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Trying to figure out what will be nominated for a Golden Globe is a fool’s game. It’s like figuring out just how your crazy uncle will act at your house during the holidays. “Unpredictable” would be a term of endearment.
But the Globes in particular are hard to read because the Hollywood Foreign Press Association invariably has two or four picks that are unfathomable. Piper Perabo is lovely and talented, but her nomination last year for best actress in a drama for USA’s Covert Affairs was, let’s say, a solitary voice among the shouts and murmurs of qualified candidates. (See also: Caan, Scott, for supporting actor in Hawaii 5-0)
But credit the Globes for two admirable trends: The awards are not afraid to be early adopters on quality shows — witness The Walking Dead and Boardwalk Empire last year. Similarly, the HFPA isn’t afraid to make the wild-card pick — the one you didn’t really consider but isn’t, upon further review, such a bad idea after all. So, in the spirit of Globes’ quirkiness, here’s a selection of possible nominees:
Best Television Series, Drama
Boss (Starz) and Homeland (Showtime). Both deserve to be there, as they should for Emmy consideration, but both could be squeezed out by more conventional (but equally worthy) picks such as Breaking Bad, Boardwalk Empire, Justified and Game of Thrones. It wouldn’t hurt to show a little respect to the overlooked — like FX’s Sons of Anarchy and HBO’s Treme — but I’ve got a sneaking suspicion that FX’s American Horror Story is a more likely dark horse pick.
Best Actress in a Television Series, Drama
Claire Danes seems the obvious pick here for Homeland. But fixing the Emmys’ slight of Khandi Alexander in HBO’s Treme and Emmy Rossum in Showtime’s Shameless wouldn’t hurt either. Katey Sagal of Sons of Anarchy winning in this category last year was a bright spot. Another pleasing dark horse would be Michelle Fairley for HBO’s Game of Thrones.
Best Actor in a Television Series, Drama
Kelsey Grammer and Damian Lewis ought to be slam dunks for Boss and Homeland, respectively. But keep a light on for Sean Bean (Game of Thrones) and Wendell Pierce (Treme). Competition here will be, as expected, intense.
Best Television Series, Comedy or Musical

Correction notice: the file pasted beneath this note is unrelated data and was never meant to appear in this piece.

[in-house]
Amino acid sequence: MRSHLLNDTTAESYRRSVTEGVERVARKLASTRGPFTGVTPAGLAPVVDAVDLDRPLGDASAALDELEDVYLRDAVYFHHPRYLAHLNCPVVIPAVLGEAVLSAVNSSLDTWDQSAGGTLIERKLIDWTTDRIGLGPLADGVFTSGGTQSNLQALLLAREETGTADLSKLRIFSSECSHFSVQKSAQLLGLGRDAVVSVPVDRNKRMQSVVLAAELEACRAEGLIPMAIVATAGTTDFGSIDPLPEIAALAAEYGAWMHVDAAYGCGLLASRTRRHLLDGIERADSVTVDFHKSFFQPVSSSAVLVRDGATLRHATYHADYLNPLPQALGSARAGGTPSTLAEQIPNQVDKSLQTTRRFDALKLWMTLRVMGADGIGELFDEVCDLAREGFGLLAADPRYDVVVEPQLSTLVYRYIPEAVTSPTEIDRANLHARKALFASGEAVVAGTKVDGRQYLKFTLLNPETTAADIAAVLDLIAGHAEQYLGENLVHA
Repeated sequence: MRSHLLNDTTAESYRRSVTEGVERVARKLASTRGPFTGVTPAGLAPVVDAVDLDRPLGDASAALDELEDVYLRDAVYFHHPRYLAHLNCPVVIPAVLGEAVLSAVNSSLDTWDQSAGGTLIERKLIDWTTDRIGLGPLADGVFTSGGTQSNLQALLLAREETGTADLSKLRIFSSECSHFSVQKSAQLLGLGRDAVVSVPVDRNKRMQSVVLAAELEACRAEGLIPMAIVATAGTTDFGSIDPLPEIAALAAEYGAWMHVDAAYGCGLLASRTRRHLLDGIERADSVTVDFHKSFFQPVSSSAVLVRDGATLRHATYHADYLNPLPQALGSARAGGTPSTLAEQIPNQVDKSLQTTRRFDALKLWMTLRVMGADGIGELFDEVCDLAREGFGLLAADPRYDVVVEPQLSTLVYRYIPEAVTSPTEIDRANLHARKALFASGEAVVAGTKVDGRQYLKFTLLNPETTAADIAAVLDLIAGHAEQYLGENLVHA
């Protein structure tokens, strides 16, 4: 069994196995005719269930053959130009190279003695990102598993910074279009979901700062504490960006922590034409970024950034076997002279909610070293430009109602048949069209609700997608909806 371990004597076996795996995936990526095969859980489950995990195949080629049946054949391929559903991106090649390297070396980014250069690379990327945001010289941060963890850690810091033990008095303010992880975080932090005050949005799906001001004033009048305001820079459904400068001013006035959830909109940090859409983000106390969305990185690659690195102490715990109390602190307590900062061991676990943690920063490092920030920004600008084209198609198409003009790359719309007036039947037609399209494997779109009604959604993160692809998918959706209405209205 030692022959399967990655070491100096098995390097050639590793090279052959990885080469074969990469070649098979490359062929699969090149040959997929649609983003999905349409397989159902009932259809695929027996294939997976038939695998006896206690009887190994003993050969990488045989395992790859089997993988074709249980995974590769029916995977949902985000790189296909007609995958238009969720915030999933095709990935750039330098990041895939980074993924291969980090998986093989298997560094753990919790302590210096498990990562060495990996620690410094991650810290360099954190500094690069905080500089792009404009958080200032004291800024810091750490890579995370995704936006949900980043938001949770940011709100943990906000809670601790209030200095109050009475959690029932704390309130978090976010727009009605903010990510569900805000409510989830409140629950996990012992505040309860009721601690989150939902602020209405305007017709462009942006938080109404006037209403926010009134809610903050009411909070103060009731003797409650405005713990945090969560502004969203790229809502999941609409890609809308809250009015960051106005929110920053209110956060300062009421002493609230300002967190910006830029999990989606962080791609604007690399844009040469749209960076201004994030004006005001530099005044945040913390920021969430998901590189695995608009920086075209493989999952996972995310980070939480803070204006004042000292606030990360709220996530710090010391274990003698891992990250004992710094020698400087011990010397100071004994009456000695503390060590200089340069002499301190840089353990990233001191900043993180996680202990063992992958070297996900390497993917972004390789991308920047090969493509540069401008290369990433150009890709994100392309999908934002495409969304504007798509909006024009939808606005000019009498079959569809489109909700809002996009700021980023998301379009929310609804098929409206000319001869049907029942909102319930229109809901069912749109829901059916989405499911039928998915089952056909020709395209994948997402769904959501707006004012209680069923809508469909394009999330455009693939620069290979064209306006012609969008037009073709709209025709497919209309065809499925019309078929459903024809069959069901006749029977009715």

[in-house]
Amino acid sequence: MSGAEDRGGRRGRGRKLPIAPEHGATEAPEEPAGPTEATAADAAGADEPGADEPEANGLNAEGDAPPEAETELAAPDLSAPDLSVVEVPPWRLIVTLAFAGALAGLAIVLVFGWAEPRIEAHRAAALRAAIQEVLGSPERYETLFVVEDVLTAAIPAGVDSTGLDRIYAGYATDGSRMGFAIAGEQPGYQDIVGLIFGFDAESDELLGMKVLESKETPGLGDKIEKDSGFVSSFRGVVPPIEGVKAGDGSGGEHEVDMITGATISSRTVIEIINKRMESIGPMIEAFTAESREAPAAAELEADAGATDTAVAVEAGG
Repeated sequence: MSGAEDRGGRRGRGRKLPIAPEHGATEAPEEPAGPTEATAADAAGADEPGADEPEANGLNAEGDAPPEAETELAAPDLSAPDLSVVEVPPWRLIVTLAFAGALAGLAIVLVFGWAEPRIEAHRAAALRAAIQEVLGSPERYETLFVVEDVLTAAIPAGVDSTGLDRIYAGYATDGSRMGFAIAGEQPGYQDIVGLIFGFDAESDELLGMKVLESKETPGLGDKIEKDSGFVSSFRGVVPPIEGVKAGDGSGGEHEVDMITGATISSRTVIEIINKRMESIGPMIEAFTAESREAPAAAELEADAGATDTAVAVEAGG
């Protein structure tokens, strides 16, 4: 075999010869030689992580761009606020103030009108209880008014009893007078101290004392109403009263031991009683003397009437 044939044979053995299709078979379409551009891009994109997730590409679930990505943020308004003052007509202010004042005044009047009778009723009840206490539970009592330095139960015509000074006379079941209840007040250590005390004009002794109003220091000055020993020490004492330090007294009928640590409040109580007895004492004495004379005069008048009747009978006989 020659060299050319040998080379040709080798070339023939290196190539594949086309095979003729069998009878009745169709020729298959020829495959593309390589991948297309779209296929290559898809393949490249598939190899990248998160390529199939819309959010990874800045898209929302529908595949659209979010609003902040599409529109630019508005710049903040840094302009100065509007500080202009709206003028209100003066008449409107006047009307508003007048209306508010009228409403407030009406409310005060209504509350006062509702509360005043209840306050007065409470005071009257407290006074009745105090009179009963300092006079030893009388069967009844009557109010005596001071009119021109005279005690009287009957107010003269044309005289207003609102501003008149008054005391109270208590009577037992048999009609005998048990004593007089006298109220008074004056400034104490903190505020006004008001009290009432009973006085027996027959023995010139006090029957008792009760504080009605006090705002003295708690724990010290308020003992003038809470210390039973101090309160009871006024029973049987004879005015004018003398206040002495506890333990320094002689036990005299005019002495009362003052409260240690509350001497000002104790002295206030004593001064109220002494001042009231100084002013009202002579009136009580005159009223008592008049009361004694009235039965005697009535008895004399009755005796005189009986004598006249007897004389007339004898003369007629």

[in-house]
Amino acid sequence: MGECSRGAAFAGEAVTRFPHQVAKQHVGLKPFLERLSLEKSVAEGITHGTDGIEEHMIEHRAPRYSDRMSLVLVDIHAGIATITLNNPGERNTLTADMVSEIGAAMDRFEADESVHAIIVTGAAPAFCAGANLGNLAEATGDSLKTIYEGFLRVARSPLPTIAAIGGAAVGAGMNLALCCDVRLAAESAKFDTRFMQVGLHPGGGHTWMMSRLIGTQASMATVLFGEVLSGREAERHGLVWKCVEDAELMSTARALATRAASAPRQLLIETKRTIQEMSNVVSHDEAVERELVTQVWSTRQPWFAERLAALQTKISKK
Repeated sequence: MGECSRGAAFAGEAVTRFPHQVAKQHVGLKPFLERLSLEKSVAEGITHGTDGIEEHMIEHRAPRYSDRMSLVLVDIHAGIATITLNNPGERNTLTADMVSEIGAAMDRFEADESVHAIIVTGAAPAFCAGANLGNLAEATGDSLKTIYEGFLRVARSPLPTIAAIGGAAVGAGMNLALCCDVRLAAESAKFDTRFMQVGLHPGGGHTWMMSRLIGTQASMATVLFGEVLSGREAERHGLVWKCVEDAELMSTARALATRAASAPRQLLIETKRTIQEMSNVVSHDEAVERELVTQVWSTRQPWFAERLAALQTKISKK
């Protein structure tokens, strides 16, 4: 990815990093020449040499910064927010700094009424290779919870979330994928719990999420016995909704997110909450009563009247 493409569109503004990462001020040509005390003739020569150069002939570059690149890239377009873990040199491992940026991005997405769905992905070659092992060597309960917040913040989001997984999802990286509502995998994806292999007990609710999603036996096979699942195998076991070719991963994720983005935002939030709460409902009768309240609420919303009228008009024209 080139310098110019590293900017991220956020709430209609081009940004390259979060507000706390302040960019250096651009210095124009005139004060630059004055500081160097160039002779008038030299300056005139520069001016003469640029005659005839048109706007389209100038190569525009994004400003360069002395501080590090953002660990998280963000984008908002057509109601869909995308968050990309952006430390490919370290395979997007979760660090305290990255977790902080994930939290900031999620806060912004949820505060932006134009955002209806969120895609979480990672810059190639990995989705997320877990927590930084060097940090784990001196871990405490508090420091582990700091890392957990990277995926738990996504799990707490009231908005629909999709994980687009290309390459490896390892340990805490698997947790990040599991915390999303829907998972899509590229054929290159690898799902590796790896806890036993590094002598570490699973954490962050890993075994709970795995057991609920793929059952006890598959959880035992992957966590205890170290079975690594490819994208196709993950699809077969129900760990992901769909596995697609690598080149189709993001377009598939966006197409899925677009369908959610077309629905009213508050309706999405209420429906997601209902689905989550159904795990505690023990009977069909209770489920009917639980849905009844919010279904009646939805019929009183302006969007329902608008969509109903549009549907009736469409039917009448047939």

Let the fresh blood and outcasts rise up — Wilfred on FX, Enlightened on HBO, Raising Hope on Fox, Parks and Recreation on NBC and, hey, can we spare one (bleep, bleep, bleeping) second to raise our hands for FX’s It’s Always Sunny in Philadelphia?
Best Actress in a Television Series, Comedy or Musical
Jane Levy in ABC’s Suburgatory has to be here, along with Laura Dern for her performance in HBO’s Enlightened. Martha Plimpton should have been here last year for Raising Hope; Amy Poehler, too, for Parks and Recreation. But, see, those last two are obvious — and the reason they weren’t nominated is because, like the Emmys, the Globes have a fascination with exceptional dramatic actresses who get nominated for unfunny half-hour dramas. See: Falco, Edie. And hey, the show might still be finding its legs, but Christina Applegate in NBC’s Up All Night would be a delightfully worthy choice.
Best Actor in a Television Series, Comedy or Musical
God only knows what’s going to happen here, but Rob McElhenney from Sunny and Jason Gann of Wilfred might make this the best Globes in years. And put Garret Dillahunt (Raising Hope) and Will Arnett (Up All Night) into the mix, shall we?
Here’s the thing about digging up overlooked talent on awards shows — there are too many good picks. It’s not like the Globes are going to right all the wrongs of the Emmys or, for that matter, the wrongs of the Globes themselves. No awards show is going to lard these nominations with brilliant but ignored actors, even if that would thrill us all. Hell, we haven’t even talked about supporting roles or miniseries. Globes folks, if you want to be inspired and different — and we want you to be exactly that — there’s no lack of qualified talent.
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